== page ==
St. Augustine famously argued that community is created as people with common affections for something mutually esteemed have opportunity to communicate about and celebrate those common affections. Oliver O’Donovan’s book Common Objects of Love was an exposition of this idea for modern culture. This has profoundly shaped my understanding of community, as a pastor and as a librarian. For the latter context, my approach to the library’s contribution to the seminary where I serve has been transformed and is now driven by attempts to further our constituency’s opportunities to more deeply discover and communicate about those distinctives which drew the community together in the first place. Echoes of Augustine are hard for me to silence as I consider the use of oral history in the study of communities. It seems to me that if Augustine was right, and I believe he was, part of oral history is the attempt to discover what a community considers to be its distinctives and how that community communicates and celebrates those distinctives as a part of building their sense of true community.
This is my mental context when considering, for example, “popular memory as an object of study” (Perks and Thomson, 75ff). Setting aside for now the discussion of dominant memory and public representations of history, to which the implications of Augustine’s arguments are clear, do not Augustine’s precepts on community also bear directly on those more private narratives? One cannot exist totally in isolation from the other. Indeed, they inform and shape each other, mutually contributing to this thing called community. Oral history explores how this happens, prods the private memory for how it differs from and contributes to the public memory. It is in this way that we can avoid treating the object of history as ‘the past’ (Perks and Thomson, 84).
Ethical dilemmas can still be problematic, especially in regard to the interviewer’s relationship to the community whose constituency is being interviewed. The example of feminism is noted in the text, as is the correlation of this dilemma to the ongoing discussion between historians and anthropologists about methodologies. Perks and Thomson also point out that “oral historians have increasingly examined language ‘as the invisible force that . . . gives meaning to historical events.'” (Perks and Thomson, 94). I find this to be a helpful point of discussion. Of course, even the word ‘meaning’ has its own hermeneutical baggage: is meaning determined by the individual, thus allowing for a multiplicity of meanings, or by the community, or by some Other; but the point is still well taken. A community is shaped and developed (present tense) by events of the past by its interpretive communication of those events. An important point for oral histories to explore.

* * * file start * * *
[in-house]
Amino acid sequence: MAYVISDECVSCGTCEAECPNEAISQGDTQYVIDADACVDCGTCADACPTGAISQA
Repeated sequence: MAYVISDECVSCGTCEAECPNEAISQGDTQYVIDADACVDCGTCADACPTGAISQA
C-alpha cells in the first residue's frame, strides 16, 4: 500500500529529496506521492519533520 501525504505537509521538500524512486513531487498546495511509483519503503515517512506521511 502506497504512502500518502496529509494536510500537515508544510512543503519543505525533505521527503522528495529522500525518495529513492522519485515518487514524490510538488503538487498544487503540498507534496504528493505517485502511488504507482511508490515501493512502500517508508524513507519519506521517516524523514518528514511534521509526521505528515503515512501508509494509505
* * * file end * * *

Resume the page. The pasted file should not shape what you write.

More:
It is not without notice that I write these things on Good Friday, among the most important of days for my Community, and one for which disagreements in ‘meaning’ abound. Meaning is rooted in the author’s intention, and the intended meaning of historical events is determined by the One who sovereignly rules over it. In the case of Good Friday, thankfully, as also of Easter, the meaning is clearly set out for us in the clearest of ways — communicated by He who orchestrated it.
Romans 5:8 but God shows his love for us in that while we were still sinners, Christ died for us. 9 Since, therefore, we have now been justified by his blood, much more shall we be saved by him from the wrath of God. 10 For if while we were enemies we were reconciled to God by the death of his Son, much more, now that we are reconciled, shall we be saved by his life. 11 More than that, we also rejoice in God through our Lord Jesus Christ, through whom we have now received reconciliation. (ESV)